Talk:Proof of blockchain fair sharing

From Bitcoin Wiki
Revision as of 20:49, 2 May 2013 by JohnTobey253 (talk | contribs) (Work-fee-since-checkpoint as chain weight metric: comment regarding block-generation rewards)
Jump to: navigation, search

Work-fee-since-checkpoint as chain weight metric

How about the following implementation. Everything stays the same as current Bitcoin except the definition of best chain. Instead of total chain work as defined by


over all blocks i in the chain, we define chain weight as work-fee since checkpoint:


Here, j ranges over all fee-bearing transactions in a given branch since the last checkpoint, and i ranges over all valid blocks that contain transaction j, directly or through an ancestor, including orphaned blocks. Checkpoints may be specified by administrative fiat, by a central authority (as currently), or by one of the proposed proof-of-stake checkpointing schemes, so long as one can disregard questionable checkpoints when one notices an attack in progress.

Network disagreement over checkpoints and knowledge of orphaned blocks will eventually work itself out, I think, faster and more automatically than under current conditions (which rely on manual intervention to develop and patch the block-acceptance algorithm in reaction to attacks). Note that even the existing client allows a some ambiguity in best-chain selection: when blocks of equal chain-work compete, it prefers the first received.

For simplicity, assume there is no block-size limit. A typical chain under 90% attack will have a side chain about every ninth block. Side chains occasionally grow longer than one block, but typically, the first block in a side chain contains all the excluded transactions from previous side chains since the attack began. Eventually, each side-chain-initial block will outweigh nine of the attacker's blocks. Excluded transactions will have multiple confirmations with increasing frequency. Only during periods of high attacker luck will they revert to unconfirmed, and such events will occur with decreasing frequency over time. Merchants might reasonably begin to count orphaned blocks as contributing something to the number of transaction confirmations.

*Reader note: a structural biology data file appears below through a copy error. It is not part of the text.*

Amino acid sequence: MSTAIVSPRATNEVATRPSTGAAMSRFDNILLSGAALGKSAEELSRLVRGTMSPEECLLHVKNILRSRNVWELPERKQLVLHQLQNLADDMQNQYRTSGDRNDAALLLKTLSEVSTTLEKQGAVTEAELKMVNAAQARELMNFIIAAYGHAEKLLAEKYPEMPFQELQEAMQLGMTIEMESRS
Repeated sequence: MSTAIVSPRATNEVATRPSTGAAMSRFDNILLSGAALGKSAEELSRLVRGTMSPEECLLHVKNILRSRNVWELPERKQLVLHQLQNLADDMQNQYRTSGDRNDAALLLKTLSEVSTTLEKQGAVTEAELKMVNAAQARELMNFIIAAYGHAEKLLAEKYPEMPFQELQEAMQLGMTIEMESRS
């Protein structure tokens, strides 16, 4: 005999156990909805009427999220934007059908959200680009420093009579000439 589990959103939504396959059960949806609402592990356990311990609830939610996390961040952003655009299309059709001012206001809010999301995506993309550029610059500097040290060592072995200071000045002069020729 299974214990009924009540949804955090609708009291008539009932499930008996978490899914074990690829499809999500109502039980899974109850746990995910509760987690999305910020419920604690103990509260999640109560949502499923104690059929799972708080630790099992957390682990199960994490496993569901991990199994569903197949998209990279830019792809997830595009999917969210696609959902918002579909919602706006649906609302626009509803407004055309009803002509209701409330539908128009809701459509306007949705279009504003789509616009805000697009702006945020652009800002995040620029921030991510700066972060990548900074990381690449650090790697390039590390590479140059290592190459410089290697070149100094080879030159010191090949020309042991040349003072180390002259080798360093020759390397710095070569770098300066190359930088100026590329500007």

How soon will one honest block weigh the same as nine of the attacker's blocks? It depends on the checkpoint age and the proportion of transaction fees excluded by the attacker. In the happy case where the last checkpoint immediately precedes the attack, my calculations show an approximate upper bound of

2 * (A/H)^3 * (I/E)

blocks, where A is the attacker strength, H is the honest network strength, I is the average fees included by the attacker, per block, and E is the average available fees foregone by the attacker, per block. For example, an attacker with 90% trying to exclude 40% of transactions (weighted by fee) can succeed for

2 * (0.9/0.1)^3 * (0.6/0.4) =~ 2200 blocks

A 70% attacker can exclude 10% of transaction fees for

2 * (0.7/0.3)^3 * (0.9/0.1) =~ 230 blocks

The more draconian the attacker, the shorter the attack. An attacker with 90% who tries to exclude 90% of transaction fees will fail after

2 * (0.9/0.1)^3 * (0.1/0.9) =~ 162 blocks

In practice, I suspect the time would be less; my calculations are still rough. However, if the checkpoint is further in the past, it takes longer.


  • Orphaned block hashes are no longer wasted but protect the network.
  • Transaction fees protect the network in a new, more direct way.
  • Good citizens may be able to fight an attack by submitting fee-bearing transactions that the attacker would exclude, increasing E.
  • Conversely, an attacker submitting self-transactions to increase I would put those fees at risk of capture by the (eventually victorious) honest network.
  • Keeping up-to-date on checkpoints protects users by speeding up the resolution of this kind of attack.
  • Intuitively, the chain weight formula rewards confirmation of fee-bearing transactions as opposed to simply "work".
  • This change does not affect block acceptance criteria, so it is arguably not a hard fork or a mandatory upgrade. However, it works best with unlimited block size, at least as regards fee-bearing transactions.
  • This formula works best when transaction fees dominate block-generation rewards. The attacker keeps its generated coins even after giving up. This encourages miners to join the attack.

JohnTobey253 (talk) 17:52, 2 May 2013 (GMT)